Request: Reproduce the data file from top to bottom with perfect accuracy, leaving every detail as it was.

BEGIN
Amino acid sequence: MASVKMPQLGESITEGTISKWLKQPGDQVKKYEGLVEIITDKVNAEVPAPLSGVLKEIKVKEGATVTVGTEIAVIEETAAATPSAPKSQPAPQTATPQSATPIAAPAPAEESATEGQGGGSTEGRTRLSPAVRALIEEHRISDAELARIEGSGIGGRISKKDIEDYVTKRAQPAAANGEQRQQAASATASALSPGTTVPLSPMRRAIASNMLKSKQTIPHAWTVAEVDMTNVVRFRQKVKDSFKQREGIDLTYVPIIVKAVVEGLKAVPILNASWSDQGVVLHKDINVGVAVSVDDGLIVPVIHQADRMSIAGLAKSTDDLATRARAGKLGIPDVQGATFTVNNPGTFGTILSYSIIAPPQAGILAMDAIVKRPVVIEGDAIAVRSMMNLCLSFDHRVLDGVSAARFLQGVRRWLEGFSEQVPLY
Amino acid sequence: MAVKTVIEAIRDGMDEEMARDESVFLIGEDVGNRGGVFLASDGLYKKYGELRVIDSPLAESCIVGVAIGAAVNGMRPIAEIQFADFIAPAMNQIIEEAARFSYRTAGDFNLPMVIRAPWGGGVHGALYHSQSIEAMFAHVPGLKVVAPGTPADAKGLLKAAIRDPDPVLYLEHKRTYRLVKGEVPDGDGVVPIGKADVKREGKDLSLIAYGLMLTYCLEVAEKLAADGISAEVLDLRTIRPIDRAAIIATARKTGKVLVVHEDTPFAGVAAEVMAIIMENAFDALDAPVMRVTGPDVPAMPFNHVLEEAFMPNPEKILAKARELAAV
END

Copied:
Amino acid sequence: MASVKMPQLGESITEGTISKWLKQPGDQVKKYEGLVEIITDKVNAEVPAPLSGVLKEIKVKEGATVTVGTEIAVIEETAAATPSAPKSQPAPQTATPQSATPIAAPAPAEESATEGQGGGSTEGRTRLSPAVRALIEEHRISDAELARIEGSGIGGRISKKDIEDYVTKRAQPAAANGEQRQQAASATASALSPGTTVPLSPMRRAIASNMLKSKQTIPHAWTVAEVDMTNVVRFRQKVKDSFKQREGIDLTYVPIIVKAVVEGLKAVPILNASWSDQGVVLHKDINVGVAVSVDDGLIVPVIHQADRMSIAGLAKSTDDLATRARAGKLGIPDVQGATFTVNNPGTFGTILSYSIIAPPQAGILAMDAIVKRPVVIEGDAIAVRSMMNLCLSFDHRVLDGVSAARFLQGVRRWLEGFSEQVPLY
Amino acid sequence: MAVKTVIEAIRDGMDEEMARDESVFLIGEDVGNRGGVFLASDGLYKKYGELRVIDSPLAESCIVGVAIGAAVNGMRPIAEIQFADFIAPAMNQIIEEAARFSYRTAGDFNLPMVIRAPWGGGVHGALYHSQSIEAMFAHVPGLKVVAPGTPADAKGLLKAAIRDPDPVLYLEHKRTYRLVKGEVPDGDGVVPIGKADVKREGKDLSLIAYGLMLTYCLEVAEKLAADGISAEVLDLRTIRPIDRAAIIATARKTGKVLVVHEDTPFAGVAAEVMAIIMENAFDALDAPVMRVTGPDVPAMPFNHVLEEAFMPNPEKILAKARELAAV